Richard Joyce argues in this study that moral discourse is hopelessly flawed. At the heart of ordinary moral judgments is a notion of moral inescapability, or practical authority, which, upon investigation, cannot be reasonably defended. He asserts, moreover, that natural selection is to blame, in that it has provided us with a tendency to invest the world with values that it does not contain, and demands that it does not make. This original and innovative book will appeal to readers interested in the problems of moral philosophy.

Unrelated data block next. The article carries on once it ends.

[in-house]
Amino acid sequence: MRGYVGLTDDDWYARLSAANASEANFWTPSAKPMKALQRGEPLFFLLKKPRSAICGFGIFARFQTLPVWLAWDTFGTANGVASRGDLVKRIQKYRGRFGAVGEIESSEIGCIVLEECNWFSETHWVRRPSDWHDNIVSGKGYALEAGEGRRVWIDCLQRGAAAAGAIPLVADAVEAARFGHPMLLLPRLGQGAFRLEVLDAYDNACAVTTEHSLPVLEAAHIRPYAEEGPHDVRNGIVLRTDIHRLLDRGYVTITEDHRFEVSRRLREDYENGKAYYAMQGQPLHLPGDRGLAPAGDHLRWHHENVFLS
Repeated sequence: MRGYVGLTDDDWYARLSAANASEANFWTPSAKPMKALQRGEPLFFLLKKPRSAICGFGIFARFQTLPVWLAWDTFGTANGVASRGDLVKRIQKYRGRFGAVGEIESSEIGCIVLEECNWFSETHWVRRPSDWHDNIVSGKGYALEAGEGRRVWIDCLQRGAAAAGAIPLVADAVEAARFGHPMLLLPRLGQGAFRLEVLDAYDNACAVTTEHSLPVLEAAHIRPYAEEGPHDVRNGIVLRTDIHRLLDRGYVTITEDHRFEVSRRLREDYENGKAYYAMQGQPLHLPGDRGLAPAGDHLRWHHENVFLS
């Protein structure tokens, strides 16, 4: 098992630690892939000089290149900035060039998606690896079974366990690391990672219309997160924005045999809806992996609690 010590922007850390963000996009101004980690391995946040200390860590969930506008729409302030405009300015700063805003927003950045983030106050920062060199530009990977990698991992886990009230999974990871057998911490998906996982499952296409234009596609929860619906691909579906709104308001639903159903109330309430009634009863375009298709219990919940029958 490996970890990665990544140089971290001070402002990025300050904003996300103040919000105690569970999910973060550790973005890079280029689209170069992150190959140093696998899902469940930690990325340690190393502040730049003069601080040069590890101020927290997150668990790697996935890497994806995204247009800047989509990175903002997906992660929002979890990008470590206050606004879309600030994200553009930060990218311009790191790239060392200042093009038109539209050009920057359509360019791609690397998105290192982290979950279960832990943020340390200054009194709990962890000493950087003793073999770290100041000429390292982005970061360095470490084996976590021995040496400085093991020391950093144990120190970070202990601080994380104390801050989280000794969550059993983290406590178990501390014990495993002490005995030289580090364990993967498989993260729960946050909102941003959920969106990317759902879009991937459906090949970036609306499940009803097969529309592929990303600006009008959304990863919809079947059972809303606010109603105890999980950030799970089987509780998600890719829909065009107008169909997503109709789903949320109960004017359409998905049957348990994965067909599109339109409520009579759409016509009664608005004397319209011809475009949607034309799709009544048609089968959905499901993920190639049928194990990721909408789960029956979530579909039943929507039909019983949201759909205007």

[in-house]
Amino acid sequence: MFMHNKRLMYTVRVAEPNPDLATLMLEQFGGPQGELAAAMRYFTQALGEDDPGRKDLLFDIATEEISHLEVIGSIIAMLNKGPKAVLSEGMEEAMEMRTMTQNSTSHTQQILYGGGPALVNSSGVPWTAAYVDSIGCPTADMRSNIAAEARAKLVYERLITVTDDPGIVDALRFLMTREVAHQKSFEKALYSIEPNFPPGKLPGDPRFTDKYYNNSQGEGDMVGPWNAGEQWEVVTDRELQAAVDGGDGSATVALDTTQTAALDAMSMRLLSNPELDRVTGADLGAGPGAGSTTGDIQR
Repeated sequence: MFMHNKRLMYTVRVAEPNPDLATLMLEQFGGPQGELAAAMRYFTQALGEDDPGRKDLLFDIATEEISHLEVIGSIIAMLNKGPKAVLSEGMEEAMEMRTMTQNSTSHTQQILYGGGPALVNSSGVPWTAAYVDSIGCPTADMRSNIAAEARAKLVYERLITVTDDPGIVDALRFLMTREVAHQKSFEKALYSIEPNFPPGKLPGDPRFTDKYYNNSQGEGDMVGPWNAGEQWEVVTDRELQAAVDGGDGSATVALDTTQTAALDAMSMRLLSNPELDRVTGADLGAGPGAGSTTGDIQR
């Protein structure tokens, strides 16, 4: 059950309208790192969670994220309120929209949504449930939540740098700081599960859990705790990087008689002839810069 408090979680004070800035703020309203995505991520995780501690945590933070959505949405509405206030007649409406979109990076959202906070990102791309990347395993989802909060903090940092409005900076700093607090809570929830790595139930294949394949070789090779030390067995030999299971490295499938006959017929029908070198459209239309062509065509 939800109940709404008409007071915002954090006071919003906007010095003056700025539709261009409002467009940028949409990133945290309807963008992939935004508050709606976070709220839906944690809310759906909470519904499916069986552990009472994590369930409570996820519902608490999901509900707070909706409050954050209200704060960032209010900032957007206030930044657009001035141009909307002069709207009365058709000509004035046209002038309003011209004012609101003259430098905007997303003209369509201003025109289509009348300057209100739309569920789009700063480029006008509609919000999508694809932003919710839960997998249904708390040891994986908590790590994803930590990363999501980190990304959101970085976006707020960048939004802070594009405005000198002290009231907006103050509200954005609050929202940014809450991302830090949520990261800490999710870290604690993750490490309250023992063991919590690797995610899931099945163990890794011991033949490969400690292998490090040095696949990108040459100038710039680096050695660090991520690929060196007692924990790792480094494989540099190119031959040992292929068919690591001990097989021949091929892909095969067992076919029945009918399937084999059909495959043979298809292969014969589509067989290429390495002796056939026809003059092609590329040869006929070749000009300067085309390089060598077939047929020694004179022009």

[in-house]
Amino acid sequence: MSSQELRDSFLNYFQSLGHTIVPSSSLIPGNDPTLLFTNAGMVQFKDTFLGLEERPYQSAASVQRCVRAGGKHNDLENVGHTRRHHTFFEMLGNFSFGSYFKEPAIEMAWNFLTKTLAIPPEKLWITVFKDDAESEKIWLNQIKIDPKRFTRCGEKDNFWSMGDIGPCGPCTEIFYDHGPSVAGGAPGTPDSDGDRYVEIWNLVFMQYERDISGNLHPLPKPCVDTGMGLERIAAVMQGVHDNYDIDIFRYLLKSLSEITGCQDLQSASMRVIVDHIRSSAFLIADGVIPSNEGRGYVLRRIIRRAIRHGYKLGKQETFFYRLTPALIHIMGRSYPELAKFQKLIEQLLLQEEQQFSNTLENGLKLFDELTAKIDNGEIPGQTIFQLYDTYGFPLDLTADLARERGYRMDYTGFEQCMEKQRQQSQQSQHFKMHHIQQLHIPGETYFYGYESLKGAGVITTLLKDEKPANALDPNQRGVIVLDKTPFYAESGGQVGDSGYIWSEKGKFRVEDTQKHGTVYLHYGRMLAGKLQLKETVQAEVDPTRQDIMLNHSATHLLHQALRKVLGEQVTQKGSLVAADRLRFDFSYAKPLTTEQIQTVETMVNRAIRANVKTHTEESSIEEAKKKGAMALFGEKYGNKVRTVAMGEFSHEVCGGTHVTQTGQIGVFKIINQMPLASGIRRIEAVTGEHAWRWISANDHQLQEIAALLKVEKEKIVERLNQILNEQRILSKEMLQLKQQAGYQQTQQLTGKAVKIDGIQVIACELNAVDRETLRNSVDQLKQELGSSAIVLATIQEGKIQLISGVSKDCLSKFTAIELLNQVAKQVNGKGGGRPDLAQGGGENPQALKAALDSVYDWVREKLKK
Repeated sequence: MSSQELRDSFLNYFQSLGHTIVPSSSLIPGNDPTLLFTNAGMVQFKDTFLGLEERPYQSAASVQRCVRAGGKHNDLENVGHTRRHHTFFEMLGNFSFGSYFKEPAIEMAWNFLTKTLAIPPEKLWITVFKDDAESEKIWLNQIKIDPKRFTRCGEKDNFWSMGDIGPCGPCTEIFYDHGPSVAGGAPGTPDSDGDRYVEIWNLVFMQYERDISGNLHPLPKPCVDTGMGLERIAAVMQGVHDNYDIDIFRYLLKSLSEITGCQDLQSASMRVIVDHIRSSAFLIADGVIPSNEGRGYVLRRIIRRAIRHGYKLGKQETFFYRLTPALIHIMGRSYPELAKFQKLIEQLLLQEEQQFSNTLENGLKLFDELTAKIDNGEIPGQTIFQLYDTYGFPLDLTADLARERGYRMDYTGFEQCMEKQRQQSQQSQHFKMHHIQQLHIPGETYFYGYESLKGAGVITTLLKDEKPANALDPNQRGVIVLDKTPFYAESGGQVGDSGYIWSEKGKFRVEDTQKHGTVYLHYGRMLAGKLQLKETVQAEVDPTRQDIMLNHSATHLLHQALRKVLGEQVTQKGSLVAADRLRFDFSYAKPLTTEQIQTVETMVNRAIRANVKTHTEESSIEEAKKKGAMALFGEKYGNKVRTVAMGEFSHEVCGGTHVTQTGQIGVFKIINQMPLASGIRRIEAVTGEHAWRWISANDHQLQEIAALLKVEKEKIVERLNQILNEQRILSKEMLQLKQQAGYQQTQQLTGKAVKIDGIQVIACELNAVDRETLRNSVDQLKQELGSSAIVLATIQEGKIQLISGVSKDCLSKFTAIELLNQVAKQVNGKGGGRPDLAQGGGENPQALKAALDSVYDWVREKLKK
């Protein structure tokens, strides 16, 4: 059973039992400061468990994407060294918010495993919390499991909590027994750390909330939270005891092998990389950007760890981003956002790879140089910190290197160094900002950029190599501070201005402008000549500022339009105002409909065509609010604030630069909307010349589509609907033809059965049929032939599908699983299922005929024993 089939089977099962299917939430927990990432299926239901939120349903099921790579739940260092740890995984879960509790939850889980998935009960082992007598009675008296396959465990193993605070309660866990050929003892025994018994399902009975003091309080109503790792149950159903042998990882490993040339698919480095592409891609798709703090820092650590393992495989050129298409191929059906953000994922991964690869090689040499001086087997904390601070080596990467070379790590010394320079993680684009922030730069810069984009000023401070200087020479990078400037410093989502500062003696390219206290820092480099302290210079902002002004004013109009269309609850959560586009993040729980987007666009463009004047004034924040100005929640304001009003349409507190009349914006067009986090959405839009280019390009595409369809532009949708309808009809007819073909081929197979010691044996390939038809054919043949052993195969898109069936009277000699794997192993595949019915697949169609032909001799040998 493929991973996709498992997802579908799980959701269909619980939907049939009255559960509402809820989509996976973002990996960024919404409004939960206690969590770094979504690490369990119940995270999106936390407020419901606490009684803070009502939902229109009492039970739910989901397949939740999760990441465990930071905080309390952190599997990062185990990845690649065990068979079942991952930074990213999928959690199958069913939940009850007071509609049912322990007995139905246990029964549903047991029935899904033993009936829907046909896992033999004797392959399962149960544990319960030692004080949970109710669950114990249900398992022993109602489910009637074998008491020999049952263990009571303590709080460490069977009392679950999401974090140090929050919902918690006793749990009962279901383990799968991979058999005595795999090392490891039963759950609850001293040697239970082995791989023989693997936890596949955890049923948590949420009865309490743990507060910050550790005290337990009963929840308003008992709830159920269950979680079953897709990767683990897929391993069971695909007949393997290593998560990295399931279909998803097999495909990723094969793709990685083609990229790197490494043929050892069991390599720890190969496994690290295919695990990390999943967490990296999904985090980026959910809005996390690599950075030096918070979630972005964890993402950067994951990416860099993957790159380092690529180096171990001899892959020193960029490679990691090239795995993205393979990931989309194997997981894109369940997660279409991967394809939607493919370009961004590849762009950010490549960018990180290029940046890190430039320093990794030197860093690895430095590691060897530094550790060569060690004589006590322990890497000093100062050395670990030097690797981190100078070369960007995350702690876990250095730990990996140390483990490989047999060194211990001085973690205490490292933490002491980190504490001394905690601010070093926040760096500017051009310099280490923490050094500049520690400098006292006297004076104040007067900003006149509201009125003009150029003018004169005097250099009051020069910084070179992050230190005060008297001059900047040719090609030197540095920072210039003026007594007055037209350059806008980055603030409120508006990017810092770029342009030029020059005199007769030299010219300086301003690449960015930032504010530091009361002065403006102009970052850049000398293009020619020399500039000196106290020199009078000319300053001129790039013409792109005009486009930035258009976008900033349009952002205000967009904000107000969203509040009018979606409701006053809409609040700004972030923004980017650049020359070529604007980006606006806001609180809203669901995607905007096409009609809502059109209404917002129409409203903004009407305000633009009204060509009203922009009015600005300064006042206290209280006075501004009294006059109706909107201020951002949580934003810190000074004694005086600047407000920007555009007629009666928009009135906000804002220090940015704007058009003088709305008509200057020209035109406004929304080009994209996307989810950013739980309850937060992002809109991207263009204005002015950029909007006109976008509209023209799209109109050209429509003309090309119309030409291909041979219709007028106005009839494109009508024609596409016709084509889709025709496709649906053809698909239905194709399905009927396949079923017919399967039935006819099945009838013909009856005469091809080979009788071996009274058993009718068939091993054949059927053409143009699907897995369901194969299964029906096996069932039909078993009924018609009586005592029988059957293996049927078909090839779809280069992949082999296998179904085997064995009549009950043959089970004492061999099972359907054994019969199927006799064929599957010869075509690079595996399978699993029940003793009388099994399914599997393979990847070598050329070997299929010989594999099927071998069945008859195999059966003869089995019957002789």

Reference Type: bibliography